Scaling up of HIV treatment for MSM in Bangkok: a modelling and costing study

Lei Zhang, PhD, Nittaya Phanuphak, PhD Klara Henderson, PhD Siriporn Nonenoy, MPH Sasiwan Srikaew, BSc Andrew J Shattock, MScCliff C Kerr, PhD Brenda Omune, BIPH Prof Frits van Griensven, PhD Sutayut Osornprasop, PhD Robert Oelrichs, PhD
Jintanat Ananworanich, PhD Prof David P Wilson, PhD
Original Article:



Despite the high prevalence of HIV in men who have sex with men (MSM) in Bangkok, little investment in HIV prevention for MSM has been made. HIV testing and treatment coverage remains low. Through a pragmatic programme-planning approach, we assess possible service linkage and provision of HIV testing and antiretroviral treatment (ART) to MSM in Bangkok, and the most cost-effective scale-up strategy.


We obtained epidemiological and service capacity data from the Thai National Health Security Office database for 2011. We surveyed 13 representative medical facilities for detailed operational costs of HIV-related services for sexually active MSM (defined as having sex with men in the past 12 months) in metropolitan Bangkok. We estimated the costs of various ART scale-up scenarios, accounting for geographical accessibility across Bangkok. We used an HIV transmission population-based model to assess the cost-effectiveness of the scenarios.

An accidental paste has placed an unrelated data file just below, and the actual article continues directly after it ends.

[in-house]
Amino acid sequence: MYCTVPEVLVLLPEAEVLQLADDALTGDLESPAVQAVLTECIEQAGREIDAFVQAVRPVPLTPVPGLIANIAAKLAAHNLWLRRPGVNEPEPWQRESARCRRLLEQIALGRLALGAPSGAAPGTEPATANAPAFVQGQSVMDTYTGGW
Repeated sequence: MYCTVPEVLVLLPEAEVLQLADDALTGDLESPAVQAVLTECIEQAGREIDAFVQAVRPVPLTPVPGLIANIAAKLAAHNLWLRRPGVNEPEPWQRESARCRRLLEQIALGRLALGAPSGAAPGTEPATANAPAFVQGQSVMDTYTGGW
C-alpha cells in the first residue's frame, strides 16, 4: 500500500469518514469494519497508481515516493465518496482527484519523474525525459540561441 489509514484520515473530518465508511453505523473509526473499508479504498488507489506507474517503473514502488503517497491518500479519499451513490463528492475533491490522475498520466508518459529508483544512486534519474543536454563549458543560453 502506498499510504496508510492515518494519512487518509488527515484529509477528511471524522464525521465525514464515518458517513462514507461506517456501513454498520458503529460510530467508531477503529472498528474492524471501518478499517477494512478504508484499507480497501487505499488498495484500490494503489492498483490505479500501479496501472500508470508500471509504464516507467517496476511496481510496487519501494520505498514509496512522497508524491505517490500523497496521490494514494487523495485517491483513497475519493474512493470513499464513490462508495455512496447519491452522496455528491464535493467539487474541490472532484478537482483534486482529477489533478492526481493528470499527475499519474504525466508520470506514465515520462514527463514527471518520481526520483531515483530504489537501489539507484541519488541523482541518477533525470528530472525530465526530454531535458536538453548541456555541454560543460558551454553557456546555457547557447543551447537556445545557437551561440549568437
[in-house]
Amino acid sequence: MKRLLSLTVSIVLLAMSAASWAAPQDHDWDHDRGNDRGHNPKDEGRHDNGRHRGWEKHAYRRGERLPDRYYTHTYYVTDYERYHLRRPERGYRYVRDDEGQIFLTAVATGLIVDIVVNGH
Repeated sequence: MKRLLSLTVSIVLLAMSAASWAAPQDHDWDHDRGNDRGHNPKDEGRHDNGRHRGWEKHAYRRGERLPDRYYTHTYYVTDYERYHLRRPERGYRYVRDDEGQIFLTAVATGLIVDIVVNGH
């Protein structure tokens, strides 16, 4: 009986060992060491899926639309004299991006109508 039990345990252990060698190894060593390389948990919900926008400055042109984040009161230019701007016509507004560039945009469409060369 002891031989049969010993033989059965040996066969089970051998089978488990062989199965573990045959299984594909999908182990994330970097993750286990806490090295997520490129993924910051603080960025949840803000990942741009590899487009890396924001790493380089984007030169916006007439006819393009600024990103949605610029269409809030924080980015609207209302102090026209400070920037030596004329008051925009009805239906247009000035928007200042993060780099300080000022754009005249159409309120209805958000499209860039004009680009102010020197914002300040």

For present HIV testing (23% [95% CI 17–36] of MSM at high risk in 2011) and ART provision (20% of treatment-eligible MSM at high risk on ART in 2011) to be sustained, a US$73·8 million ($51·0 million to $97·0 million) investment during the next decade would be needed, which would link an extra 43?000 (27?900–58?000) MSM at high risk to HIV testing and 5100 (3500–6700) to ART, achieving an ART coverage of 44% for MSM at high risk in 2022. An additional $55·3 million investment would link an extra 46?700 (30?300–63?200) MSM to HIV testing and 12?600 (8800–16?600) to ART, achieving universal ART coverage of this population by 2022. This increased investment is achievable within present infrastructure capacity. Consequently, an estimated 5100 (3600–6700) HIV-related deaths and 3700 (2600–4900) new infections could be averted in MSM by 2022, corresponding to a 53% reduction in deaths and a 35% reduction in infections from 2012 levels. The expansion would cost an estimated $10?809 (9071–13?274) for each HIV-related death, $14?783 (12?389–17?960) per new infection averted, and $351 (290–424) per disability-adjusted life-year averted.


Spare capacity in Bangkok’s medical facilities can be used to expand ART access for MSM with large epidemiological benefits. The expansion needs increased funding directed to MSM services, but given the epidemiological trends, is probably cost effective. Our modelling approach and outcomes are likely to be applicable to other settings.


World Bank Group and Australian National Health and Medical Research Council.

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